Report Shows Issues For NYC Power Grid
By this time in 2025, New York City’s electric grid is unlikely to be able to handle peak electric loads.
The New York Independent System Operator’s Short-Term Assessment of Reliability report studied the period of January 15, 2023, through January 15, 2028, and found that reliability margins in New York City could become deficient in 2025 due to several factor because generation and transmission aren’t expected to keep up with projected demand. Part of the issue, according to the report, is simple-cycle gas turbines are being taken offline to meet the state Department of Conservation’s Peaker Rule, a measure that aims to take older, dirtier plants offline. Things get better in 2026 when the Champlain Hudson Power Express connection from Hydro Quebec to New York City is completed, but increasing demand is expected to erode reliability over time. And, while the CHPE addition helps during the summer, it isn’t expected to provide any capacity in the winter months.
“The reliability margins within New York City may not be sufficient even for expected weather if the CHPE project experiences a significant delay, forecasted demand in New York City increases by as little as 60 MW in 2025, or there are additional generator deactivations beyond what is already planned,” the report states. “Some generation affected by the DEC’s Peaker Rule may need to remain in service until CHPE or other permanent solutions are completed to maintain a reliable grid. Without the CHPE project in service by 2026 and other offsetting changes or solutions, the reliability margins continue to be less than 100 MW until 2028, at which time the New York City grid as otherwise planned could not provide reliable service for the forecasted system conditions. This deficiency would grow to approximately 600 MW by 2032.”
Post-pandemic growth in demand for electricity, including some driven by electrification of buildings and transportation, is also a driver of the shortfall. The assessment says the deficiency in the city will range between 120 and 350 MW in 2025. Once a reliability need is identified, the NYISO will solicit market solutions, which could include transmission projects — or keeping some of the fossil fuel peaker plants set to retire online so they’re available to meet demand.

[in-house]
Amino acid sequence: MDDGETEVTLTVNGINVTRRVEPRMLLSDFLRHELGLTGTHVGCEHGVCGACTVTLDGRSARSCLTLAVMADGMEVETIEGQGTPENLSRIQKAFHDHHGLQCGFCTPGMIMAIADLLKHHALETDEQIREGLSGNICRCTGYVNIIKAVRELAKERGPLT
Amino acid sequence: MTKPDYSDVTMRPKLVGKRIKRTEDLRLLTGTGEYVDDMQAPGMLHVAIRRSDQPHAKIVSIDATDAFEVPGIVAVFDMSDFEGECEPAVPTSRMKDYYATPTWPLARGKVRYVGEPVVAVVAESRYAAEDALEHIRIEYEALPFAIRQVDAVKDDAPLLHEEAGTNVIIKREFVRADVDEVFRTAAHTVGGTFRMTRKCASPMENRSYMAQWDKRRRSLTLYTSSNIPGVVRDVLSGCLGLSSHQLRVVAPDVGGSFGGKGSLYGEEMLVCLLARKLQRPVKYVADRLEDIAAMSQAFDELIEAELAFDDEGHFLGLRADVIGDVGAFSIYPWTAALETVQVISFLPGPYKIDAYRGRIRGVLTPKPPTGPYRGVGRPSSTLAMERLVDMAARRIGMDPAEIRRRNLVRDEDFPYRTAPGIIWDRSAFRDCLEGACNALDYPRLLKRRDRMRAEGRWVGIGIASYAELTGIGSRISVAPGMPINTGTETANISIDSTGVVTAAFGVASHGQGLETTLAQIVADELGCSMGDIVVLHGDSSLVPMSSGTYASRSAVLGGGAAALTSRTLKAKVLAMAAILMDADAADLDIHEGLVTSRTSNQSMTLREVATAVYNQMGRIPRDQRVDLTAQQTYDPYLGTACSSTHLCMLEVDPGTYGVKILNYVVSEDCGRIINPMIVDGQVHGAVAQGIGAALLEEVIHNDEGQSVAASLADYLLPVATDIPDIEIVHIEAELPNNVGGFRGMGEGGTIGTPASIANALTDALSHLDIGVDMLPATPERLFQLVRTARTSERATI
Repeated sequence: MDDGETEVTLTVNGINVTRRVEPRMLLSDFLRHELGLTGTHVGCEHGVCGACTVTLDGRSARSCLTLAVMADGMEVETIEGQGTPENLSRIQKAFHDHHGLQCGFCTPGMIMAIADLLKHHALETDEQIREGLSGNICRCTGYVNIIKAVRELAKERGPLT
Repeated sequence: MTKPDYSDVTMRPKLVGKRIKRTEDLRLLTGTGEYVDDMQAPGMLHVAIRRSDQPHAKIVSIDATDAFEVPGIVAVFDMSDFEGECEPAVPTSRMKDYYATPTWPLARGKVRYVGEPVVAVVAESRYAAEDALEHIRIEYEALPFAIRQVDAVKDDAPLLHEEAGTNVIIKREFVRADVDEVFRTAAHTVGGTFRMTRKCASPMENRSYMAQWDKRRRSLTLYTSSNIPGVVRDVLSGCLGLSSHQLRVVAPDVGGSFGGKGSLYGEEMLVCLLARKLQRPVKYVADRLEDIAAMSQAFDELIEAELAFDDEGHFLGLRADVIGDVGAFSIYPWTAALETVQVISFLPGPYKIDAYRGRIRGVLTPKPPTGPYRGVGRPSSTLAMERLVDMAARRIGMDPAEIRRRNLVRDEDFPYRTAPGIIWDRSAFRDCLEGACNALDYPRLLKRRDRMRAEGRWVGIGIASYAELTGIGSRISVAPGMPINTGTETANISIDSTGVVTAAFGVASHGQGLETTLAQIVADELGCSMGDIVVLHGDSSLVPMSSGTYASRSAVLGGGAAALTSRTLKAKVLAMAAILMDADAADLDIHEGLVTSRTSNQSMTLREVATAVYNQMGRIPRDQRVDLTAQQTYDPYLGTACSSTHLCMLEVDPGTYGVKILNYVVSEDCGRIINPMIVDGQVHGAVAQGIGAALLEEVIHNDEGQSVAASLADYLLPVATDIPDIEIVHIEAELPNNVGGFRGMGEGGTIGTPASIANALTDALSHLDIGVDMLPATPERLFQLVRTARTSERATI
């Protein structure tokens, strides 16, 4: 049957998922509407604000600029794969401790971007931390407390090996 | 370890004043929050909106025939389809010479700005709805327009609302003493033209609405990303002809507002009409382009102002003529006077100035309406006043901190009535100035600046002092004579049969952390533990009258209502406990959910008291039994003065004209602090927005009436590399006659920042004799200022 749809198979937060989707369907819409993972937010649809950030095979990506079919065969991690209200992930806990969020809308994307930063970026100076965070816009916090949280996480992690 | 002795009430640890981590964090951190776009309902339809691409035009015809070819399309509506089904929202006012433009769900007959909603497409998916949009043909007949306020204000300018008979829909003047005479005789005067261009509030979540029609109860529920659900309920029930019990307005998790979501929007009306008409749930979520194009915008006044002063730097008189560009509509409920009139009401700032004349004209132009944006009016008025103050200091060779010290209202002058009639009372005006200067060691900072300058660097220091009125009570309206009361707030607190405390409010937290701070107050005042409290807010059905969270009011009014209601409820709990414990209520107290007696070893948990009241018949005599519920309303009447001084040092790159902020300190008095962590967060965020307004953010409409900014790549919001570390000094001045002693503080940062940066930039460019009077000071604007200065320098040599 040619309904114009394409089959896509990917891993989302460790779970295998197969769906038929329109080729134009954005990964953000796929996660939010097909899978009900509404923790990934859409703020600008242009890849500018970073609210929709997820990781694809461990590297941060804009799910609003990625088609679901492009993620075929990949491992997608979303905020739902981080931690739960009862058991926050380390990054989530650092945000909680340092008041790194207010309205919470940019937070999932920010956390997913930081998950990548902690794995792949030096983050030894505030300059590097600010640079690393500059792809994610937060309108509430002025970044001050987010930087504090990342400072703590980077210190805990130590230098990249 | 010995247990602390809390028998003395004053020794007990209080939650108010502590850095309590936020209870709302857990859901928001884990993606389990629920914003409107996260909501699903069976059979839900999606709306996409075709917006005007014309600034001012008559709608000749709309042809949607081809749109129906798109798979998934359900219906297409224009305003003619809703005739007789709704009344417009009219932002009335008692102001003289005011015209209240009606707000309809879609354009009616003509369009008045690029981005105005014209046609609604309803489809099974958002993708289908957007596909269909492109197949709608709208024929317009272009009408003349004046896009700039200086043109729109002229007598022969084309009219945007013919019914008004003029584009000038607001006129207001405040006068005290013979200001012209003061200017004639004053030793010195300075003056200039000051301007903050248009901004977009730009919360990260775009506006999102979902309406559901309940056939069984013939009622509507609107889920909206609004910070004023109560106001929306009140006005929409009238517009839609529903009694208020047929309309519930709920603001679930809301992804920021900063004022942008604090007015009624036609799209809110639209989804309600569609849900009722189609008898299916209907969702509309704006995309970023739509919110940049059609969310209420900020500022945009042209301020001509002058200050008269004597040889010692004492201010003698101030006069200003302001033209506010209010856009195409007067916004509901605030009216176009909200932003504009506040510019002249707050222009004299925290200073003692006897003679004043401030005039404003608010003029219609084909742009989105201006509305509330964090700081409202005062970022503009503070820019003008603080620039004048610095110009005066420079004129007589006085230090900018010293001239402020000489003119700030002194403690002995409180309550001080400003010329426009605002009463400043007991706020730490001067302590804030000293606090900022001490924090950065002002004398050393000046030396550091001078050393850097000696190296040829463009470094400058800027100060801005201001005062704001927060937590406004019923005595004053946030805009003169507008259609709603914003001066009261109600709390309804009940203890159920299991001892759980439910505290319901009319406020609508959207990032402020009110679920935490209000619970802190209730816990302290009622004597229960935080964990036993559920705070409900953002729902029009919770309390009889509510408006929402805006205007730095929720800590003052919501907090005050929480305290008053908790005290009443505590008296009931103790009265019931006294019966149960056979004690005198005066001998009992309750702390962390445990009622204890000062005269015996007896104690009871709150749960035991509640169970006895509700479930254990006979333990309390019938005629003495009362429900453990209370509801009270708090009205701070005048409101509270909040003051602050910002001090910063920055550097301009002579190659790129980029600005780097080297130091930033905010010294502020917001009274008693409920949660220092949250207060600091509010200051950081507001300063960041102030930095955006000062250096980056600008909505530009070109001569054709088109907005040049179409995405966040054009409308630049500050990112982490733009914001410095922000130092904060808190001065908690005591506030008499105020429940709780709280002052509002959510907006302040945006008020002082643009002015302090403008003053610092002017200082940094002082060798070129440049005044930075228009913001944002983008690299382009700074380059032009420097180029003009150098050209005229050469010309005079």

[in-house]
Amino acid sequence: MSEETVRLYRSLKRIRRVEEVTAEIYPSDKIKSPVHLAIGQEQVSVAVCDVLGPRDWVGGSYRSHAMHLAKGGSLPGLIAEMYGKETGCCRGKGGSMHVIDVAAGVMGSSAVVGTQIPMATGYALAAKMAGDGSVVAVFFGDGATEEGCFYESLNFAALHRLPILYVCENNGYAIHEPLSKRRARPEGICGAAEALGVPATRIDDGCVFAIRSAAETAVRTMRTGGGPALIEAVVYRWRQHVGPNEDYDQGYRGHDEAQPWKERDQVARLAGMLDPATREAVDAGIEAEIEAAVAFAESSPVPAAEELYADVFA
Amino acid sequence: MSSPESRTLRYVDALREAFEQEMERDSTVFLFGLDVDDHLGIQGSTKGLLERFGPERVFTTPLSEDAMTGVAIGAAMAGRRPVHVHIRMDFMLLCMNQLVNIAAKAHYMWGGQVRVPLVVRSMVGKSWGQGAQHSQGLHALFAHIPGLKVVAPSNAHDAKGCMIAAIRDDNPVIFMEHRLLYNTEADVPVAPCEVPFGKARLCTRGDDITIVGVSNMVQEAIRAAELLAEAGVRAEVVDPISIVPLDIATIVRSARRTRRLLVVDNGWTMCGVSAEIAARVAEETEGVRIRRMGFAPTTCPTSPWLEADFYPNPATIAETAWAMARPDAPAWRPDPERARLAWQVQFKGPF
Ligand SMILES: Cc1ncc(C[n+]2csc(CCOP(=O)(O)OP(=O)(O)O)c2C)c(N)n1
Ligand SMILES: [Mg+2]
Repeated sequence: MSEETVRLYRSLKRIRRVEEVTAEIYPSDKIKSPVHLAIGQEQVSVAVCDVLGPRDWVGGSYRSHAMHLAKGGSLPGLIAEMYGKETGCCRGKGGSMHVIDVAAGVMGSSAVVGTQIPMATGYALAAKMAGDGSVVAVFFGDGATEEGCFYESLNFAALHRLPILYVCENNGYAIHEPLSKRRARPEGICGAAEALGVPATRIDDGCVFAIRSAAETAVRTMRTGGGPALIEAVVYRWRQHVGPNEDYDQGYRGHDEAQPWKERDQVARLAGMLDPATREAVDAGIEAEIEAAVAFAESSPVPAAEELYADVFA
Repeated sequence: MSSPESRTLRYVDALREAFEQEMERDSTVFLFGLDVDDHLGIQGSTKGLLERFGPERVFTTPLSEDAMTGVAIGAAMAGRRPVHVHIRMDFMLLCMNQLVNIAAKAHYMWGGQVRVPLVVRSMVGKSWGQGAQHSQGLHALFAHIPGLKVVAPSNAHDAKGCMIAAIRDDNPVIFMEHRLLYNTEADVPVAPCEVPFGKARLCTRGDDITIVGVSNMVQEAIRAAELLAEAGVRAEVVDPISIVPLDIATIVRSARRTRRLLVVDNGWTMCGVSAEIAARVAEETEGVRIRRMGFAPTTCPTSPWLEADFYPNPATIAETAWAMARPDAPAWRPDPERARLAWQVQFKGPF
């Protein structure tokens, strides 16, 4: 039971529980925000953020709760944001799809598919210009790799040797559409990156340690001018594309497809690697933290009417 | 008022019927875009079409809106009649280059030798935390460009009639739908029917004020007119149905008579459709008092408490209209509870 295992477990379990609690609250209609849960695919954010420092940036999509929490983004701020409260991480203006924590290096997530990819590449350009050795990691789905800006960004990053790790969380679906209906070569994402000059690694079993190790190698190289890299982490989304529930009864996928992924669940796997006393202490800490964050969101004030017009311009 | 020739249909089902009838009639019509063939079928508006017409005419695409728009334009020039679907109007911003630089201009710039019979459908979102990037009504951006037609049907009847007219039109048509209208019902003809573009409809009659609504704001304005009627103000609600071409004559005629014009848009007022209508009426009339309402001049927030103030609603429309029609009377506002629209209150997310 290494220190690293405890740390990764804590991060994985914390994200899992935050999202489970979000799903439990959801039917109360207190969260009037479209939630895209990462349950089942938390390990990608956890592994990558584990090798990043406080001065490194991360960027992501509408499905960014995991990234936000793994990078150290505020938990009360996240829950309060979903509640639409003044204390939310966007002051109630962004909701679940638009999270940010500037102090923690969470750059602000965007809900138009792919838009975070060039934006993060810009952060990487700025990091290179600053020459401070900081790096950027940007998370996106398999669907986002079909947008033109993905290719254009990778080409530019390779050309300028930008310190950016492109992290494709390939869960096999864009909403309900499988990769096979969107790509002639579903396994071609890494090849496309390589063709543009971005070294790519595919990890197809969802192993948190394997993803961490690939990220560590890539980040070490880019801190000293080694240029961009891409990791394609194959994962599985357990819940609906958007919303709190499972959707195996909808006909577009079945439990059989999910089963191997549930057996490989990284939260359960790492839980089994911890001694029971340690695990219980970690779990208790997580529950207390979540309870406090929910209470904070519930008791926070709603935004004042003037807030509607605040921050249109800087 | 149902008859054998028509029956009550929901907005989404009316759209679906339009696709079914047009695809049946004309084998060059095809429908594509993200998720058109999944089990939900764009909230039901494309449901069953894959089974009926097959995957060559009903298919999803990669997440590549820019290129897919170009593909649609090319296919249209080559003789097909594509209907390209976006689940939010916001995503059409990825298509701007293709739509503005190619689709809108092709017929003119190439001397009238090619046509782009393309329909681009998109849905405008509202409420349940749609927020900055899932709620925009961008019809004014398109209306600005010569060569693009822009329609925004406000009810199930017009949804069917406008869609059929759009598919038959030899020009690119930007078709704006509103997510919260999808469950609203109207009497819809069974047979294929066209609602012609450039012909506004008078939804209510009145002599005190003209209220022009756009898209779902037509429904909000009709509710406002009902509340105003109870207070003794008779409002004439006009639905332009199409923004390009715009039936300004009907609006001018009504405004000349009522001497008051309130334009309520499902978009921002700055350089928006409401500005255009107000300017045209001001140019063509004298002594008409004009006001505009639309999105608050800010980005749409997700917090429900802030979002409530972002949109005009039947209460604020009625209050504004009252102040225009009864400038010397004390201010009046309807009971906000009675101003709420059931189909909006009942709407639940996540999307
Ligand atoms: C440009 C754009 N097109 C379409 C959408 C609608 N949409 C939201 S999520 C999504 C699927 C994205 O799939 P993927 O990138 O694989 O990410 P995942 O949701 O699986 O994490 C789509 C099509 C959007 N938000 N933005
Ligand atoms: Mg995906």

The Quarter 1 STAR found that planned retirements of generators due to public policy requirements, electrification adoption, and extreme weather risks are having profound impacts on the electric system. As such, the new report also stated that it is anticipated the next quarterly STAR report, to be issued in July, will identify reliability needs.
“This new STAR report reflects the extraordinary challenges of the grid in transition,” said Zach Smith, NYISO Vice President of System & Resource Planning. “As the stewards of the grid, we will continue to prioritize reliability as we work to the meet the state’s clean energy goals.”
There are no reliability issues for Western New York, though the report does mention of a pair of projects in the north county that will improve reliability of the electric grid in Western New York.
National Grid’s Gardenville to Dunkirk Transmission Rebuild Project is rebuilding aging electric transmission lines in Erie County’s Southtowns region down to the Dunkirk area. The rebuild focuses on the northern 20 miles of existing 115,000 volt electric transmission lines, traversing the communities of Angola, Evans, Hamburg, Blasdell, Lackawanna, and West Seneca, in Erie County. As was reported last year by the Dunkirk OBSERVER, National Grid spent $46.5 million separation project to disconnect its operations from the former NRG power plant in Dunkirk. The location helps deliver electricity to 500,000 New York customers, including those in the southwestern portion of New York and portions of Pennsylvania.